The Brooklyn Nets are rail-thin at the point guard position, and Kendall Marshall is someone who can make an immediate impact.In a league where the point guard position is seeing a renaissance, the Brooklyn Nets currently don’t have one on their active roster.
This isn’t by choice, of course. Jeremy Lin is sidelined with a strained hamstring, and Greivis Vasquez is dealing with ongoing ankle ailments. Lin is out for roughly two weeks while Vasquez’s injury is without a timetable
Isaiah Whitehead was the next guy up, but the unproven rookie spent just one of his two collegiate seasons as Seton Hall’s floor general — and it wasn’t the best. Sean Kilpatrick is the “backup point guard,” but he’s a scorer through-and-through.
During a time when point guards are becoming more and more versatile, why doesn’t a scoring two-guard cut it?
The “floor general” term is given to point guards because they control everything; they are the decision-makers for their teams. If a shooting guard is acting as your floor general, he can score, but that doesn’t mean he’s making the right decisions.
If said guard attacks the basket and a weakside defender comes over from the corner, he might try and score over two instead of passing to the open man.
Lurking in the free agent pool is Kendall Marshall, a journeyman with four years of NBA experience who fits the floor general criteria.
Why he isn’t in the league is an anomaly because he’s a talented guard. Not so much with scoring, but he’s a tremendous passer and playmaker.
Back in 2013, a 22-year-old Marshall spent 54 games with the Los Angeles Lakers and racked up 477 assists — the tenth most in the league.
He has a versatility that’s invaluable, and Marshall can create no matter what the offense is. With Brooklyn, the offense is very balanced. Transition is mixed in with pick-and-roll, and the half-court motion offense is the sprinkles on top of the proverbial sundae.
The clip below features a four-two pin down screen from the extended elbow, a set that could easily get worked into the Nets playbook:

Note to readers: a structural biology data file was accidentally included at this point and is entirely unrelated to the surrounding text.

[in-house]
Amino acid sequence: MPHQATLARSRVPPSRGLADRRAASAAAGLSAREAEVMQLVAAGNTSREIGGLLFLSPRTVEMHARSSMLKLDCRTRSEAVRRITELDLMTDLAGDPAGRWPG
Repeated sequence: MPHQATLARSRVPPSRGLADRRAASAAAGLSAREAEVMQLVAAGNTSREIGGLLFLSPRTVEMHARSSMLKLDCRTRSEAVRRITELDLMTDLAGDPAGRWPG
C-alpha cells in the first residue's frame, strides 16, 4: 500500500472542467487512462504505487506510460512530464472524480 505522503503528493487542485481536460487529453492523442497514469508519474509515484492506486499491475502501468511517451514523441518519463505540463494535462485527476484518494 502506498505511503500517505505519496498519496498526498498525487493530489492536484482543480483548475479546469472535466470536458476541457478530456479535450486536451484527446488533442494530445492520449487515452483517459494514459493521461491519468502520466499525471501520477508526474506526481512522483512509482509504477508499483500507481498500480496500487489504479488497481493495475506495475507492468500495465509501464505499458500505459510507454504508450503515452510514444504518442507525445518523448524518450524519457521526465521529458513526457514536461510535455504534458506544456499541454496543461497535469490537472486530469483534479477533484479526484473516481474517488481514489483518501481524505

It’s noteworthy that Marshall is a more than willing — and patient — passer, and plays like this will allow Kilpatrick, Bojan Bogdanovic, and Joe Harris to get involved early in the clock.
Brooklyn is undeniably at their best when running pick-and-rolls. Lin’s impressive start got built on that, and Marshall can facilitate a screen-and-roll effectively despite not being a threat to score.
Nothing fancy is done here, just a solid screen that allowed dribble penetration deep enough for Jordan Hill to be left open — just imagine if that was Brook Lopez or Trevor Booker. Plus, the floor has more open space than the Barclays Center last year.
Marshall can push the ball in transition, too, and is always looking for the outlet pass.
I mentioned earlier that he isn’t a great scorer, but he can knock down open shots, and his range extends beyond the three-point line; during his two best seasons, Marshall was near 40 percent from downtown.
The best part about all of this is that it could turn into reality. Financially, the Nets are more than capable of adding Marshall and could sweeten the deal by offering more than the league’s minimum.
It would be for the good of the team, too. Lin doesn’t get hurt often, but Vasquez’s uncertainty is troubling. Marshall would be an excellent backup and could seamlessly transition into the starting role if something crazy happens.
This addition would also allow Kilpatrick to focus on what he does best: score. For Whitehead, it would hinder his development a bit because he’d be playing for shorter stretches. With that said, if he strings a couple of good plays together without messing up, his confidence would stay high throughout his time on the bench.